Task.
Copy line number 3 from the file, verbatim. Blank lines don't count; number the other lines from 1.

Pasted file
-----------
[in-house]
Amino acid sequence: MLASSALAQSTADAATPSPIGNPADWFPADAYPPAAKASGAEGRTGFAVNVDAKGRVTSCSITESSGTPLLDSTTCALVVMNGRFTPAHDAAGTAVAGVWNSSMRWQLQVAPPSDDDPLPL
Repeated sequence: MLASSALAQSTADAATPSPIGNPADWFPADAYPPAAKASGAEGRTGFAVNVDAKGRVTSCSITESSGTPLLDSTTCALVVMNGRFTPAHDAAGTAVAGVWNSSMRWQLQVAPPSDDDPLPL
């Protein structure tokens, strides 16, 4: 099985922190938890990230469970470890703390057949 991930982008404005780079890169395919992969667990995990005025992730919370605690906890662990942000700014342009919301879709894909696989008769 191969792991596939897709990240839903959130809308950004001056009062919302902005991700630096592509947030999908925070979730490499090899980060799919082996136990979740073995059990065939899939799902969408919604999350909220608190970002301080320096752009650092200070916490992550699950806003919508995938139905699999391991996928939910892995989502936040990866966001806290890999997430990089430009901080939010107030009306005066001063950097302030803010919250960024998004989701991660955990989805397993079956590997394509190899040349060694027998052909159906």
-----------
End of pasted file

Repeated sequence: MLASSALAQSTADAATPSPIGNPADWFPADAYPPAAKASGAEGRTGFAVNVDAKGRVTSCSITESSGTPLLDSTTCALVVMNGRFTPAHDAAGTAVAGVWNSSMRWQLQVAPPSDDDPLPL